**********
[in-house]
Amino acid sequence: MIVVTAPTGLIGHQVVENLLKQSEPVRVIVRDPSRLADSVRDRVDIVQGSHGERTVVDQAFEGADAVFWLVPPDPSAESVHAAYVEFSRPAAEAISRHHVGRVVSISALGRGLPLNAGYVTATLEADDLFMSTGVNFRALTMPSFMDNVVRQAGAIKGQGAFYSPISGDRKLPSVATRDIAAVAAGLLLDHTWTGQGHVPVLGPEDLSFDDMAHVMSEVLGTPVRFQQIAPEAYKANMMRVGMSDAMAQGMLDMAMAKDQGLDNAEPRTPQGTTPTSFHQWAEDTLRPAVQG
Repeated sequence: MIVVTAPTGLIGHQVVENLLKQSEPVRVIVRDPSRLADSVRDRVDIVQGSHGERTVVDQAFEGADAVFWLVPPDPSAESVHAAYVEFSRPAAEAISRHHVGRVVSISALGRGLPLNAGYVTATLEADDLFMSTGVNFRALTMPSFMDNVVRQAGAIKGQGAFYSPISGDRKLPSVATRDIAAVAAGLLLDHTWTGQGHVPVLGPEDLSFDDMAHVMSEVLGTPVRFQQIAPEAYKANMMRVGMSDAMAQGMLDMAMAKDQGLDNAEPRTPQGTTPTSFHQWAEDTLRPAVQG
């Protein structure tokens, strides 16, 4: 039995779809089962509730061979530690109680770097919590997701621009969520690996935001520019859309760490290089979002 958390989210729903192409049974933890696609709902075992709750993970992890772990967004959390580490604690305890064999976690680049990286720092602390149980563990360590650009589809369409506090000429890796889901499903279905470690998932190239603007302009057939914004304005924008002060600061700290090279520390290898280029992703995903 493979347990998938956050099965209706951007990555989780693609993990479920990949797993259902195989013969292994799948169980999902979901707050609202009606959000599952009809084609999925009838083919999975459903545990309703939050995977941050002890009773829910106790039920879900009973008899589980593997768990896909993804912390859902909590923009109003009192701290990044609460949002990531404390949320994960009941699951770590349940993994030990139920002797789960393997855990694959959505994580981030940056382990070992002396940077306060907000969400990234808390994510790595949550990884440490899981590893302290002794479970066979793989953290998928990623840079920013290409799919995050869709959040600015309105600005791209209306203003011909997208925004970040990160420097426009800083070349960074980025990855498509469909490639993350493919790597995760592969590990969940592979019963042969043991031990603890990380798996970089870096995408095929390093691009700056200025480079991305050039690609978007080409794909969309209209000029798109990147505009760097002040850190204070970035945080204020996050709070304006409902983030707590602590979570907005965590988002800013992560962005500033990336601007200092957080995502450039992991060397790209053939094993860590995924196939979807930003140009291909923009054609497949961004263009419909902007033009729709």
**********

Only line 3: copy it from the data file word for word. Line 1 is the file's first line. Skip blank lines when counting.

Repeated sequence: MIVVTAPTGLIGHQVVENLLKQSEPVRVIVRDPSRLADSVRDRVDIVQGSHGERTVVDQAFEGADAVFWLVPPDPSAESVHAAYVEFSRPAAEAISRHHVGRVVSISALGRGLPLNAGYVTATLEADDLFMSTGVNFRALTMPSFMDNVVRQAGAIKGQGAFYSPISGDRKLPSVATRDIAAVAAGLLLDHTWTGQGHVPVLGPEDLSFDDMAHVMSEVLGTPVRFQQIAPEAYKANMMRVGMSDAMAQGMLDMAMAKDQGLDNAEPRTPQGTTPTSFHQWAEDTLRPAVQG